“Hard work, loyalty, and determination.” These three words can be seen on the wall as you walk into the BYU gymnastics facility. Coach Guard Young wants his team to live and breathe these words, and with record-breaking attendance and a No. 19 national ranking, it seems to be paying off.
In their meet against Southern Utah on Jan. 19, the Cougars broke their attendance record with 5,112 fans in the Smith Fieldhouse. The previous record of 4,753 attending had stood since 1999, according to BYU Athletics.
The team has also been consistently ranked in the top 25 in the nation since the early part of the season, getting as high as No. 18.
“I’m convinced that we have improved so much as a team this season mainly because of hard work,” said Young. “Hard work trumps everything at the end of the day.”
The NCAA has strict requirements on how many practices a gymnastics team can hold, allowing just 131 official days of practice each year.
This season, Young offered to keep the gymnastics facility open for any gymnasts that wanted to come and train on their own.
“This season, we trained year round, and that was something that was very new to this team,” Young explained. “The training during the summer was all on them.”
Though the summer, training was completely voluntary. Due to the NCAA limitations, most still chose to stay and train in their free time.
“This (allowed) them to be able to learn new skills to compete at a higher level,” Young added. “That is one huge factor in why we are having so much success.”
BYU gymnastics has gone through a bit of a youth movement over the past two years, being made up of mainly freshmen and sophomores.
“Not only are these kids talented but they are great workers. They are competing, they are making line up and they are taking some of the spots from the upperclassmen,” Young said. “It’s created this environment of competition amongst themselves as teammates.”
The seniors on the team have also stepped up to the competition created by the ambitious freshmen and sophomores on the team.
Senior Brittni Hawes from Idaho said she feels like her success, as well as the team’s success, can also be credited to working hard.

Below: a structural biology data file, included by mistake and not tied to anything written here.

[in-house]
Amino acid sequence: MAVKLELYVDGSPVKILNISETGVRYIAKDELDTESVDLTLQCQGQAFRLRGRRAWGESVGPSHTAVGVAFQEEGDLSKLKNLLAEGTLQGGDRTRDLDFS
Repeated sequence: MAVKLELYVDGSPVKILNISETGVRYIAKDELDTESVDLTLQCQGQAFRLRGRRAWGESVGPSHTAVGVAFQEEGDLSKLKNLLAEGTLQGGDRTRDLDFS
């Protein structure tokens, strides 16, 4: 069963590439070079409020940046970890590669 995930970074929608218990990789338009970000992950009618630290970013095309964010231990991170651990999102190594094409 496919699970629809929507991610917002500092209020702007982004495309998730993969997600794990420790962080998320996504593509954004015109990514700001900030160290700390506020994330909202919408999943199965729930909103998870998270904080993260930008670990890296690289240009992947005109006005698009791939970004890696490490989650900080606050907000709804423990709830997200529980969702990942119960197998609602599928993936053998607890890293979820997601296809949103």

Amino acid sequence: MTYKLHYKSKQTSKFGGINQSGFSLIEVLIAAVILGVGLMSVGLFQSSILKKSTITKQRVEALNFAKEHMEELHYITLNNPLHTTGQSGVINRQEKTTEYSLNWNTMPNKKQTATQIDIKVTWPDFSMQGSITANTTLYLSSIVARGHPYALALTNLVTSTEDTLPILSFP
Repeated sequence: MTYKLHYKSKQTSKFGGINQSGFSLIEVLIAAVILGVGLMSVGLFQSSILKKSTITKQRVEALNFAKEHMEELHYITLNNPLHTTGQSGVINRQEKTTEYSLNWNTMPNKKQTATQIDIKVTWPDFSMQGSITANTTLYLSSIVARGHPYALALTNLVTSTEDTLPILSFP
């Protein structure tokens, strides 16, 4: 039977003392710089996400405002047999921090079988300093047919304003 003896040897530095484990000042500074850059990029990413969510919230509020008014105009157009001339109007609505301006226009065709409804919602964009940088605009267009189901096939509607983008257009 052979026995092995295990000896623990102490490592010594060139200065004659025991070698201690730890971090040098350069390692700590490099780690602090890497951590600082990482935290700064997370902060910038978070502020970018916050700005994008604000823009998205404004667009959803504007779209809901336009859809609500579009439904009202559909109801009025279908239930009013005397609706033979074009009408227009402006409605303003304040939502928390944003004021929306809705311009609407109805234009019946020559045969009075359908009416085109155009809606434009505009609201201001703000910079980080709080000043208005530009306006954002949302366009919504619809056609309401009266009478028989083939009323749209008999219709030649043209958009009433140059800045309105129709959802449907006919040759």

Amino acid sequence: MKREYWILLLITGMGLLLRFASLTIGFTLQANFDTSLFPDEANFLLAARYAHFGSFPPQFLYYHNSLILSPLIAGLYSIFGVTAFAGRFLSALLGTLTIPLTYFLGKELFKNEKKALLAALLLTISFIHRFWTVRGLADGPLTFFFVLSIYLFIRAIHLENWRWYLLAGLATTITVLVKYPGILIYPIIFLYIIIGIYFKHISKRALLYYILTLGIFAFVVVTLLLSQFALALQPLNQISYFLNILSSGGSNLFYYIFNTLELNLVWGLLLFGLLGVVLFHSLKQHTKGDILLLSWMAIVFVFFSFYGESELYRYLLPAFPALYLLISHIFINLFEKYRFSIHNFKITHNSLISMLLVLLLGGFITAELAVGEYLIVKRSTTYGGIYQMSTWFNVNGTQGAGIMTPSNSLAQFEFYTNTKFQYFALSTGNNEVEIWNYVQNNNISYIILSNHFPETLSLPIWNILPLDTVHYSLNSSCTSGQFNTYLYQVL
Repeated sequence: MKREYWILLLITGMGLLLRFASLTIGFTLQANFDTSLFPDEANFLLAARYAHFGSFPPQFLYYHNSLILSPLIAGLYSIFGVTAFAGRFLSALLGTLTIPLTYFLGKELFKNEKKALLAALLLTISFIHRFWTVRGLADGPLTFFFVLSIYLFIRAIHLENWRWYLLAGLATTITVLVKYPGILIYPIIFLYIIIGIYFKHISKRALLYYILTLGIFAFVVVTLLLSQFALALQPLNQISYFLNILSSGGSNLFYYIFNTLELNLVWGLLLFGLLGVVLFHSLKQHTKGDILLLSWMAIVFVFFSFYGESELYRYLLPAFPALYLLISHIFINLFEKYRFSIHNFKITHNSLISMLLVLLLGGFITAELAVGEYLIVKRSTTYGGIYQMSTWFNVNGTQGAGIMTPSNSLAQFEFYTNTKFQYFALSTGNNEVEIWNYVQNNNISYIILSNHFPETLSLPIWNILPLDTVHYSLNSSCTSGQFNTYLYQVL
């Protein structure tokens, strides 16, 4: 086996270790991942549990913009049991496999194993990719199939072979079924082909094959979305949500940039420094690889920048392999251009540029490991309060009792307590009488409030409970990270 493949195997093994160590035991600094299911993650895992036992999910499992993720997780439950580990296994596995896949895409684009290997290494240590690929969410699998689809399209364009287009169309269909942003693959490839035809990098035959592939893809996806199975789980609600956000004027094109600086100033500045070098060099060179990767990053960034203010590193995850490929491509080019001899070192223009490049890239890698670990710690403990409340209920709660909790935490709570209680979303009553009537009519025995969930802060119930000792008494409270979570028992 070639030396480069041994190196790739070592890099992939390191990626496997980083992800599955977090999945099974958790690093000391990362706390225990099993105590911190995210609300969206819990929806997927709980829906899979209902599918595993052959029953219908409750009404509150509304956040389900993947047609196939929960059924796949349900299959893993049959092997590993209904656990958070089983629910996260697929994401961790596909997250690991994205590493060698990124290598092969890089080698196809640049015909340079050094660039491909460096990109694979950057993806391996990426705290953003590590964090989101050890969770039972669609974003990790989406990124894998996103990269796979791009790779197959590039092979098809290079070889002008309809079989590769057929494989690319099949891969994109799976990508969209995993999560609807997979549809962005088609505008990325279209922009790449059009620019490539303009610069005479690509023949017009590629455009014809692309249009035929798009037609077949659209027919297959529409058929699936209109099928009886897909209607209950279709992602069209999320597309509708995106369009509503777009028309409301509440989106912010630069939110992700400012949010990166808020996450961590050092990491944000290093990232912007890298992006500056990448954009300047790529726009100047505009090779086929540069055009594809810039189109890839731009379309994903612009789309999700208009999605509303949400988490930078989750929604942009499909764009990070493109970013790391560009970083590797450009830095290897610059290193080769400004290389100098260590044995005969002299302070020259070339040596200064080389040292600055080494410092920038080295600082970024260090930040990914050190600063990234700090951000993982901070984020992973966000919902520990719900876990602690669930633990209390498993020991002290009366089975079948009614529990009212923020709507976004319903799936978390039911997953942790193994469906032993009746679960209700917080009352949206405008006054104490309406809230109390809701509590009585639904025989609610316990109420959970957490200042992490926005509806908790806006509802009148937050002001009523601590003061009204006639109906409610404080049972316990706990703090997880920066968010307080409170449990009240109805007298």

“We are working a lot harder and we are a lot closer as a team,” Hawes said. “I also noticed that our overall confidence as a team is a huge help this season. We are determined and ready to win a national championship – we can do it.”
The team’s main focus has been on learning and practicing good gymnastics technique.
“We are performance-based and then technique-based. Focus on performance and good gymnastics will trump anything,” Young said. “Don’t worry about the lineup, the score or if you beat a team. You don’t have control over another team, and you don’t have control over the judges.”
Along with the team’s performance and techniques, another major contributing factor to their success has been the fundamentals.
“We spent a lot of time over the summer fixing fundamentals. We were making a lot of mistakes,” Young explained. “I feel like we improved a lot on our fundamentals, and our consistency and performances have been better.”
Senior Kyleigh Greenlief from Washington also said having a “team mentality” has made all the difference this year. Win or lose, everything they do is as a team.
“The biggest changes I’ve seen this year as a team are our attitude, capability, togetherness and that we are all on the same page,” Greenlief said. “We practice with confidence, and we compete with confidence.”
As for future plans and goals, BYU gymnastics is dreaming big.
“I won’t be happy until we win a national championship,” Young said. “I won four national championships as an assistant coach at Oklahoma and I want to win one at BYU. That’s the goal.”